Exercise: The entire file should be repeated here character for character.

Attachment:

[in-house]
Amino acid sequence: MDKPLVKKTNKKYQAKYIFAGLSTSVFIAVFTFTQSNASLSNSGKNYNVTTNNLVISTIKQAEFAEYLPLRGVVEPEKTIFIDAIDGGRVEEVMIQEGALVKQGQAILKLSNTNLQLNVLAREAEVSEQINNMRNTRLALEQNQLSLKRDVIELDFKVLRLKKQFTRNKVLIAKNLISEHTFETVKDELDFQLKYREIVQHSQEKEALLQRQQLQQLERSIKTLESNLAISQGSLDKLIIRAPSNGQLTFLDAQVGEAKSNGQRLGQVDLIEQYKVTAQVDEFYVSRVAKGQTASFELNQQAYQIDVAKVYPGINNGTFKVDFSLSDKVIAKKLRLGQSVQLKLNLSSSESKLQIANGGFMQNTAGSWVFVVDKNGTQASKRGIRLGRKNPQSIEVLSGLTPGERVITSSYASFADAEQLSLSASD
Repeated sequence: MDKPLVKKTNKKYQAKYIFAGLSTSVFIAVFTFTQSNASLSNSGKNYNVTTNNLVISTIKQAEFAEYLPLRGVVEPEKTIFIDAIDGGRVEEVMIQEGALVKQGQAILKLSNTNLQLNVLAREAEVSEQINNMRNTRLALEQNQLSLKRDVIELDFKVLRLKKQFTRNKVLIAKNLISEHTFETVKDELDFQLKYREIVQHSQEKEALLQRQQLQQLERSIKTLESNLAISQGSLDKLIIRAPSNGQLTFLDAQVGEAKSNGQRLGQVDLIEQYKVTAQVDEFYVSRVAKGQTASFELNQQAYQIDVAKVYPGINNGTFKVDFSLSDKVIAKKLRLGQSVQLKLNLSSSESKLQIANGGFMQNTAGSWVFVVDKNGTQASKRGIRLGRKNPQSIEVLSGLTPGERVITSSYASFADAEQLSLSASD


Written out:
[in-house]
Amino acid sequence: MDKPLVKKTNKKYQAKYIFAGLSTSVFIAVFTFTQSNASLSNSGKNYNVTTNNLVISTIKQAEFAEYLPLRGVVEPEKTIFIDAIDGGRVEEVMIQEGALVKQGQAILKLSNTNLQLNVLAREAEVSEQINNMRNTRLALEQNQLSLKRDVIELDFKVLRLKKQFTRNKVLIAKNLISEHTFETVKDELDFQLKYREIVQHSQEKEALLQRQQLQQLERSIKTLESNLAISQGSLDKLIIRAPSNGQLTFLDAQVGEAKSNGQRLGQVDLIEQYKVTAQVDEFYVSRVAKGQTASFELNQQAYQIDVAKVYPGINNGTFKVDFSLSDKVIAKKLRLGQSVQLKLNLSSSESKLQIANGGFMQNTAGSWVFVVDKNGTQASKRGIRLGRKNPQSIEVLSGLTPGERVITSSYASFADAEQLSLSASD
Repeated sequence: MDKPLVKKTNKKYQAKYIFAGLSTSVFIAVFTFTQSNASLSNSGKNYNVTTNNLVISTIKQAEFAEYLPLRGVVEPEKTIFIDAIDGGRVEEVMIQEGALVKQGQAILKLSNTNLQLNVLAREAEVSEQINNMRNTRLALEQNQLSLKRDVIELDFKVLRLKKQFTRNKVLIAKNLISEHTFETVKDELDFQLKYREIVQHSQEKEALLQRQQLQQLERSIKTLESNLAISQGSLDKLIIRAPSNGQLTFLDAQVGEAKSNGQRLGQVDLIEQYKVTAQVDEFYVSRVAKGQTASFELNQQAYQIDVAKVYPGINNGTFKVDFSLSDKVIAKKLRLGQSVQLKLNLSSSESKLQIANGGFMQNTAGSWVFVVDKNGTQASKRGIRLGRKNPQSIEVLSGLTPGERVITSSYASFADAEQLSLSASD